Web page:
Although the rate of patients expected to harbour germ-line aberrations is low, the clinical implications of carrying such a mutation, for both patients and families, are significant. Firstly, identification of such germ-line aberrations would allow for these patients and their families to undergo appropriate genetic counselling, which could include screening for other relevant malignancies (i.e., breast cancer). Families at risk of developing PDAC could also benefit from an effective screening programme, even though such screening has yet to be defined for PDAC. Detection of pancreatic cancer via screening would identify a greater proportion of patients with earlier stage tumours, which has been shown to have a better overall survival. Secondly, for patients harbouring a germ-line BRCA mutation, approaches using Poly (ADP-ribose) polymerase (PARP) inhibitors or DNA-damage agents such as platinum compounds are considered to be more efficacious. PARP inhibitors are already in use for the treatment of ovarian tumours harbouring a BRCA mutation, demonstrating prolonged progression-free survival in these patients[41,42]. In PDAC, a phase II clinical trial using olaparib, a PARP inhibitor, in PDAC patient with either germ-line BRCA1 or BRCA2 mutated PDAC achieved a response rate of 21.7% even after progression on an average of two prior lines of treatment. Additionally, a phase II clinical trial assessing the utility of the PARP inhibitor veliparib in previously treated BRCA or PALB2- mutated PDAC showed single-agent activity of veliparib in the PDAC cohort. These encouraging results have promoted the evaluation of PARP inhibitors earlier in the treatment pathway of patients with advanced PDAC (e.g., the POLO clinical trial exploring the benefit of maintenance olaparib compared to placebo following induction platinum-based chemotherapy; http://www.clinicaltrials.gov: NCT02184195). Whilst results regarding the role of PARP inhibitors in patient carriers of germ-line BRCA mutations diagnosed with PDAC are awaited, the hypothesis that platinum-based chemotherapy achieves better outcomes (response rate or progression-free survival) in this population of patients remains strong; although clinical data are mostly limited to retrospective series[46,47].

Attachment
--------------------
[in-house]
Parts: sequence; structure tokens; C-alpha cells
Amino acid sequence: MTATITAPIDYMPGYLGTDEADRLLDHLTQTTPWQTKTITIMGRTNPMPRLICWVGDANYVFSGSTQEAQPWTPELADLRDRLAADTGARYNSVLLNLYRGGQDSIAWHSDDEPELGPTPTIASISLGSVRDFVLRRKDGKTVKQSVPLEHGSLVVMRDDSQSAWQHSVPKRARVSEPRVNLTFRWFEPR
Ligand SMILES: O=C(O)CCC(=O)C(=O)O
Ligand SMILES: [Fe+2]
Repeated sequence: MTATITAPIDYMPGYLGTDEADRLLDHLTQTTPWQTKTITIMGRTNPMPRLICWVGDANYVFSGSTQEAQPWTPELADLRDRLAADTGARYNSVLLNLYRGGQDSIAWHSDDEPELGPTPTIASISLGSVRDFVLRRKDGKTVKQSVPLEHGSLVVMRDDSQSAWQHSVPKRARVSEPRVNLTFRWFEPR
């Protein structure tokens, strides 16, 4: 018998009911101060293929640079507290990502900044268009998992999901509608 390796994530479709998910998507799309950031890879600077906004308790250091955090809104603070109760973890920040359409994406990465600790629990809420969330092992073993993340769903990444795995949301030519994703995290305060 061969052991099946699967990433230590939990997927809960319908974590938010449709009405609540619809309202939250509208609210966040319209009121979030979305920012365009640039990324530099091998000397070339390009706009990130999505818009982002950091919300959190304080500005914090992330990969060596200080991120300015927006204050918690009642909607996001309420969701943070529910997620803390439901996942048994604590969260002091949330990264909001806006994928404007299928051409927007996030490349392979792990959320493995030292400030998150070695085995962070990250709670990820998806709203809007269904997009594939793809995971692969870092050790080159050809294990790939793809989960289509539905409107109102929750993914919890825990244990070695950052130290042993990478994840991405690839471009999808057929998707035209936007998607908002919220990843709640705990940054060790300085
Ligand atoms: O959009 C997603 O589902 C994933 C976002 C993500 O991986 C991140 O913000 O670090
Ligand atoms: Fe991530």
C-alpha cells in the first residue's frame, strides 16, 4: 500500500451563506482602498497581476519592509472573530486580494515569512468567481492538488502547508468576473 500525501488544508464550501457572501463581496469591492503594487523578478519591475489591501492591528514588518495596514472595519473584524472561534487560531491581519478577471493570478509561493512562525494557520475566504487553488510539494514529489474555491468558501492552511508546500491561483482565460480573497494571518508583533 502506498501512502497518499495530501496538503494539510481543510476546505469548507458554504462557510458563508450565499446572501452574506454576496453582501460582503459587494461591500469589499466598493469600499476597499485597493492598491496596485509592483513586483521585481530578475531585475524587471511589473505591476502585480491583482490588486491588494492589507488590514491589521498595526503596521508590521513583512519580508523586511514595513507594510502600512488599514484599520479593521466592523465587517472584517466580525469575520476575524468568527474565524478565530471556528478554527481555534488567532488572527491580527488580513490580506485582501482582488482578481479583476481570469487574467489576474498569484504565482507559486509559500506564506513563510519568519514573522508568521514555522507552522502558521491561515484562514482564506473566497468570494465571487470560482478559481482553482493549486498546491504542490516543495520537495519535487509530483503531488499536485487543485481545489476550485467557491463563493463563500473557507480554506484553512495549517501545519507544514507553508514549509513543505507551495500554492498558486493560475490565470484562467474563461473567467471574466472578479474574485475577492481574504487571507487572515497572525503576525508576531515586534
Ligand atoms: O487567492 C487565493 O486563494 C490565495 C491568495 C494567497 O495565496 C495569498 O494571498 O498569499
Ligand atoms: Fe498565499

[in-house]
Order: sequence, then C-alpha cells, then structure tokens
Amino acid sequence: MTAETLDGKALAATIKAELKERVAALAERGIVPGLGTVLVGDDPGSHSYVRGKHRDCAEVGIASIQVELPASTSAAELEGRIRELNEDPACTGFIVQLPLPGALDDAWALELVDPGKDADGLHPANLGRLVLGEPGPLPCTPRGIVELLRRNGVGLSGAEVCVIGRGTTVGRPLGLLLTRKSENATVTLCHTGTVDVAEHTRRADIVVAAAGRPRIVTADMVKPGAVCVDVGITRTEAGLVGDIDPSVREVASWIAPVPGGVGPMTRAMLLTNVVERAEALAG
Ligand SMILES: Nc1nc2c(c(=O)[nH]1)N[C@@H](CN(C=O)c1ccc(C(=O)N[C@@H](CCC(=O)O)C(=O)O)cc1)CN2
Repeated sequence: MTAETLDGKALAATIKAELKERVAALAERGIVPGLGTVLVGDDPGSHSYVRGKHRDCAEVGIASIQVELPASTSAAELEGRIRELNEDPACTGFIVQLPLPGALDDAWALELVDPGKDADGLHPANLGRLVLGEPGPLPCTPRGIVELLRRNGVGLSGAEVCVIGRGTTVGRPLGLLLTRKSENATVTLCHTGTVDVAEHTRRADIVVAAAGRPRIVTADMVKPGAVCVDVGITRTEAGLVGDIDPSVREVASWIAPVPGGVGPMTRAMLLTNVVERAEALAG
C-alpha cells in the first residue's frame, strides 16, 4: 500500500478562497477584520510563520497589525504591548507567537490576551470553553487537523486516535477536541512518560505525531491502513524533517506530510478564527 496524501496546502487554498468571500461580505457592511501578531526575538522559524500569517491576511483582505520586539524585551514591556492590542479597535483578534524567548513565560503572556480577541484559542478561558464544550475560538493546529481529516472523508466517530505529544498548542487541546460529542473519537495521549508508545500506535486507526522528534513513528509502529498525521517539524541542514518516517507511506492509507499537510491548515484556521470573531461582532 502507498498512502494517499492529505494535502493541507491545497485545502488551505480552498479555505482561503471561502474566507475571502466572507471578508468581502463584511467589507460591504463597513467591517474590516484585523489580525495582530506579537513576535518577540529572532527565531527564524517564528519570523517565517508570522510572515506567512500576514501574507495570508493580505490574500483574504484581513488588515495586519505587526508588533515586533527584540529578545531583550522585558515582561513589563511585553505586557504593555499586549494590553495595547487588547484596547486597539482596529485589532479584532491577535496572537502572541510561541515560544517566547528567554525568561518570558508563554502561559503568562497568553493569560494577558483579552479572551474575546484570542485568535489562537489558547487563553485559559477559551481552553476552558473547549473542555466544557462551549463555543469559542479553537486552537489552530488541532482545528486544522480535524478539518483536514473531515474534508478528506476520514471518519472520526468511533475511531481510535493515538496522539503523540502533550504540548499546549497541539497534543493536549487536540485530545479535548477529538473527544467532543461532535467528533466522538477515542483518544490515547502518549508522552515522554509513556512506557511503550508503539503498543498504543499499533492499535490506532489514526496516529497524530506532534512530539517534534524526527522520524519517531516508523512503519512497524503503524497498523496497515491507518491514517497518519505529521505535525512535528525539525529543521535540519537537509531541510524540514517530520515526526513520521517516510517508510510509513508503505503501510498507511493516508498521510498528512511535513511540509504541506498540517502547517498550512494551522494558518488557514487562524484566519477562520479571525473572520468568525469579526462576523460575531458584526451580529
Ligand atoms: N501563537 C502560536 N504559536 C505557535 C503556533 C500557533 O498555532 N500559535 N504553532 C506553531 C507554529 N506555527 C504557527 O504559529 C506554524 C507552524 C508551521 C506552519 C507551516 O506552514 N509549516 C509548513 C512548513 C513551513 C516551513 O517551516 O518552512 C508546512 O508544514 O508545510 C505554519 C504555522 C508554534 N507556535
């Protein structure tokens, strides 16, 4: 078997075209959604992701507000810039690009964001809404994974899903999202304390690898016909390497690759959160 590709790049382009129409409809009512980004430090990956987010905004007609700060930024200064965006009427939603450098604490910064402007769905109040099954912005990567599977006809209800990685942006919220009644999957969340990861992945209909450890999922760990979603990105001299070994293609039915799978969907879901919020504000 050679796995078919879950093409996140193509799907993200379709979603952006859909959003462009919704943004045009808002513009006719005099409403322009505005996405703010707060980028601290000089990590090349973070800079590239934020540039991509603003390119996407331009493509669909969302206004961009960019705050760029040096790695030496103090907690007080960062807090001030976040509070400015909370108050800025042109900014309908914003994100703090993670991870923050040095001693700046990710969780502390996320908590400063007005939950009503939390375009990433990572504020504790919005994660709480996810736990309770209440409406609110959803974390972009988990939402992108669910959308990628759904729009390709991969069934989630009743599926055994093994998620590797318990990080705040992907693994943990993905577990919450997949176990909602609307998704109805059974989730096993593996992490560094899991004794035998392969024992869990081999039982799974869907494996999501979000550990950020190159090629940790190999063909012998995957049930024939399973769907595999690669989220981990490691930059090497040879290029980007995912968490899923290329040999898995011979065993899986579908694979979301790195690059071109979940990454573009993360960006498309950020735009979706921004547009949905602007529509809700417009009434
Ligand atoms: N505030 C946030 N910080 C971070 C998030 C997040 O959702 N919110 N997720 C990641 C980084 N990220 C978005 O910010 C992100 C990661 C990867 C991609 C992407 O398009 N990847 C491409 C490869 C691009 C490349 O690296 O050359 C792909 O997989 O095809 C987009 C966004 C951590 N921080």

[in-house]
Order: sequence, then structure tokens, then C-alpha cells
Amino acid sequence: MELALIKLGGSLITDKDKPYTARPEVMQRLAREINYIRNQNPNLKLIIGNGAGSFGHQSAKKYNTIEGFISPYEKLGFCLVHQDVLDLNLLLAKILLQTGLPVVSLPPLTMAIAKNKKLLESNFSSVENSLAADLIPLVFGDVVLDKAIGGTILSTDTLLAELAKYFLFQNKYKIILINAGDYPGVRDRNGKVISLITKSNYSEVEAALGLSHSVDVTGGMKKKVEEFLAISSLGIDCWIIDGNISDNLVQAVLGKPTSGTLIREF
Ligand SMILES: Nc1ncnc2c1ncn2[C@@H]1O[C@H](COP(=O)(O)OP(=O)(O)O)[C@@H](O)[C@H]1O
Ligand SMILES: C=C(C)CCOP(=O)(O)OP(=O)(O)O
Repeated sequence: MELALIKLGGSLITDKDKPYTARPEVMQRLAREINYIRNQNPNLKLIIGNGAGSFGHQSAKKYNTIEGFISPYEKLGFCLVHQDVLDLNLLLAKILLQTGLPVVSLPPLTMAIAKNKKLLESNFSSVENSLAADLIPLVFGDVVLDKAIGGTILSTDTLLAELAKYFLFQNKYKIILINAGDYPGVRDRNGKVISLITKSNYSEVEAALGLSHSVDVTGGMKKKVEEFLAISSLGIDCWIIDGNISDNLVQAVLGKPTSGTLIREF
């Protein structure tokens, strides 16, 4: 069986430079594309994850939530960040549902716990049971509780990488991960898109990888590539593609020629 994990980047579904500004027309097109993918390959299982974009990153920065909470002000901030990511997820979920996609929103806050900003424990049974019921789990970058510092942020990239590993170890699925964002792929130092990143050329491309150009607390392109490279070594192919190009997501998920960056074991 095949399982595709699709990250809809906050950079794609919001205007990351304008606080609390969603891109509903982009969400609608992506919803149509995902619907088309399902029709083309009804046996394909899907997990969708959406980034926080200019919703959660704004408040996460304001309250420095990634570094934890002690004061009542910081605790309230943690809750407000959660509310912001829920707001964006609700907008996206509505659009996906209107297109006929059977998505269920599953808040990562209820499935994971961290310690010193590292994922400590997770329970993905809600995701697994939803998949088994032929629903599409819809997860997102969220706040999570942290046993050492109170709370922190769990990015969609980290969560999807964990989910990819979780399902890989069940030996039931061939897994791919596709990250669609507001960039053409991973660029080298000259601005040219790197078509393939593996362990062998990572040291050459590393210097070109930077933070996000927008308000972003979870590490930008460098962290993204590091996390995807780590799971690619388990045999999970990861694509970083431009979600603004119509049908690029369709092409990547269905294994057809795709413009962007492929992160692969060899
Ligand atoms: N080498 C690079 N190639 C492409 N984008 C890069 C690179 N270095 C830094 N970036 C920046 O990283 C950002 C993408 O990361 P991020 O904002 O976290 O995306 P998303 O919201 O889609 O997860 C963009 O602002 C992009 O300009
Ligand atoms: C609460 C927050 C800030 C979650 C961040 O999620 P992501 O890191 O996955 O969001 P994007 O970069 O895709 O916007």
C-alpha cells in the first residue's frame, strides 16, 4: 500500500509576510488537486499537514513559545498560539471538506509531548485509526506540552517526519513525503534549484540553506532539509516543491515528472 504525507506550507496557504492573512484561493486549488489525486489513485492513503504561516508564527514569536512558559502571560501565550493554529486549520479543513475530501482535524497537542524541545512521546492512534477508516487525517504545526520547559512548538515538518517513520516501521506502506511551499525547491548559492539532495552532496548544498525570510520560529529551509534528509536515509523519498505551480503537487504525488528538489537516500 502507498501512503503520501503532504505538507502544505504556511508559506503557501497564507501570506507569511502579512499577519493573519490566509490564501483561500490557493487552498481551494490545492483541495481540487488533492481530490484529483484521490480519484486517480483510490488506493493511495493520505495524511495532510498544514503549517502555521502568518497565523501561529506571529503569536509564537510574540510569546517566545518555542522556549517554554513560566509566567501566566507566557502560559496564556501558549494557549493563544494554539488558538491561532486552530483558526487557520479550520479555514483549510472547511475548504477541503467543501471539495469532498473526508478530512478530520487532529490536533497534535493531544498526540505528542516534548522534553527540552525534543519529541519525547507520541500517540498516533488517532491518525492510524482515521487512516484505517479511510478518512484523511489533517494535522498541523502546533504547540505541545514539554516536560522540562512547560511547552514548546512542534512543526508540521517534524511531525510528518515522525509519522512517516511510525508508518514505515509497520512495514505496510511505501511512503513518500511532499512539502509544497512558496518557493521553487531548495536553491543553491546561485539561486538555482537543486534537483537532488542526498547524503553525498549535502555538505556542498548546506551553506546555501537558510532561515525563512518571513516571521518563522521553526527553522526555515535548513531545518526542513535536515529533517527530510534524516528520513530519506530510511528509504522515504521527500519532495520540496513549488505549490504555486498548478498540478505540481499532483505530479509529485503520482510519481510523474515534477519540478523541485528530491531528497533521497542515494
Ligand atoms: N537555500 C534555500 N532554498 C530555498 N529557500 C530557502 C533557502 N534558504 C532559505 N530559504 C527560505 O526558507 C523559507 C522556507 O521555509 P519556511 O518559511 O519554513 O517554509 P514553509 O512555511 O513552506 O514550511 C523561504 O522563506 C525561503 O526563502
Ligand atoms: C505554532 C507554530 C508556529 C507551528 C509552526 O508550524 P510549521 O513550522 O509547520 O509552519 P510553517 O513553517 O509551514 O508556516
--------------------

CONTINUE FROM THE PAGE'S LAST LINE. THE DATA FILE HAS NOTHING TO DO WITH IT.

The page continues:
Even though a significant number of patients met criteria for referral for genetic consultation, less than 10% of them were actually referred. Patients with any family history of cancer and/or alcohol consumption were the ones with increased risk of meeting EUROPAC criteria, thus the ones that may require in depth consideration. This may help clinicians to focus on a specific population of interest and increase the appropriate referral rate to genetic services.